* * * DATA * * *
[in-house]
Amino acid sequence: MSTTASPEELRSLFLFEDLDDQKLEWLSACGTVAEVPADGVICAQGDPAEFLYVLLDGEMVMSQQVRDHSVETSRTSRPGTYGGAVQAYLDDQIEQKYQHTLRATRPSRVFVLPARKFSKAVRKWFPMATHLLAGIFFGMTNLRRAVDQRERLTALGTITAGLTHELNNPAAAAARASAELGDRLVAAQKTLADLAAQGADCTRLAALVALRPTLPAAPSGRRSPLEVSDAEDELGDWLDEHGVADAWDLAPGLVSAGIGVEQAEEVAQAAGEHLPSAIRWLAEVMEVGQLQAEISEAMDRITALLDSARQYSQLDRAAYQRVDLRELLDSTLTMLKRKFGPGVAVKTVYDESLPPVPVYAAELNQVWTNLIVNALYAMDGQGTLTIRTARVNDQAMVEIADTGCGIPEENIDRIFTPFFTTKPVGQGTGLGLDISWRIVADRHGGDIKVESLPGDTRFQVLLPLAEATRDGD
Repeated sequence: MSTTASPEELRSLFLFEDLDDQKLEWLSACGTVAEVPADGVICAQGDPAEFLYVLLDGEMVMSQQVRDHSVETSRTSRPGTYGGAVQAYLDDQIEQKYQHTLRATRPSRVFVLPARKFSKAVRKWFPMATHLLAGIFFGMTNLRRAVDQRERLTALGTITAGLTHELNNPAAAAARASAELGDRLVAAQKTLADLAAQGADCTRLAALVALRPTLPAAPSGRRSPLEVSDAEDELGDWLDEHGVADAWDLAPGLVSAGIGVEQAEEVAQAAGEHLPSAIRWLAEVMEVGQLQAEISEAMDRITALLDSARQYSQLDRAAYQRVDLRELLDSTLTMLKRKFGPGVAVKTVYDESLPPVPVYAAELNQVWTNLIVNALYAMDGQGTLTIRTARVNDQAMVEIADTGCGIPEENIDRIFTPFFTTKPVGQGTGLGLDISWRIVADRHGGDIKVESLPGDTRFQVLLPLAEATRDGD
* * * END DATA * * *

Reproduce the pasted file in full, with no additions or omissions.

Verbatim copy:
[in-house]
Amino acid sequence: MSTTASPEELRSLFLFEDLDDQKLEWLSACGTVAEVPADGVICAQGDPAEFLYVLLDGEMVMSQQVRDHSVETSRTSRPGTYGGAVQAYLDDQIEQKYQHTLRATRPSRVFVLPARKFSKAVRKWFPMATHLLAGIFFGMTNLRRAVDQRERLTALGTITAGLTHELNNPAAAAARASAELGDRLVAAQKTLADLAAQGADCTRLAALVALRPTLPAAPSGRRSPLEVSDAEDELGDWLDEHGVADAWDLAPGLVSAGIGVEQAEEVAQAAGEHLPSAIRWLAEVMEVGQLQAEISEAMDRITALLDSARQYSQLDRAAYQRVDLRELLDSTLTMLKRKFGPGVAVKTVYDESLPPVPVYAAELNQVWTNLIVNALYAMDGQGTLTIRTARVNDQAMVEIADTGCGIPEENIDRIFTPFFTTKPVGQGTGLGLDISWRIVADRHGGDIKVESLPGDTRFQVLLPLAEATRDGD
Repeated sequence: MSTTASPEELRSLFLFEDLDDQKLEWLSACGTVAEVPADGVICAQGDPAEFLYVLLDGEMVMSQQVRDHSVETSRTSRPGTYGGAVQAYLDDQIEQKYQHTLRATRPSRVFVLPARKFSKAVRKWFPMATHLLAGIFFGMTNLRRAVDQRERLTALGTITAGLTHELNNPAAAAARASAELGDRLVAAQKTLADLAAQGADCTRLAALVALRPTLPAAPSGRRSPLEVSDAEDELGDWLDEHGVADAWDLAPGLVSAGIGVEQAEEVAQAAGEHLPSAIRWLAEVMEVGQLQAEISEAMDRITALLDSARQYSQLDRAAYQRVDLRELLDSTLTMLKRKFGPGVAVKTVYDESLPPVPVYAAELNQVWTNLIVNALYAMDGQGTLTIRTARVNDQAMVEIADTGCGIPEENIDRIFTPFFTTKPVGQGTGLGLDISWRIVADRHGGDIKVESLPGDTRFQVLLPLAEATRDGD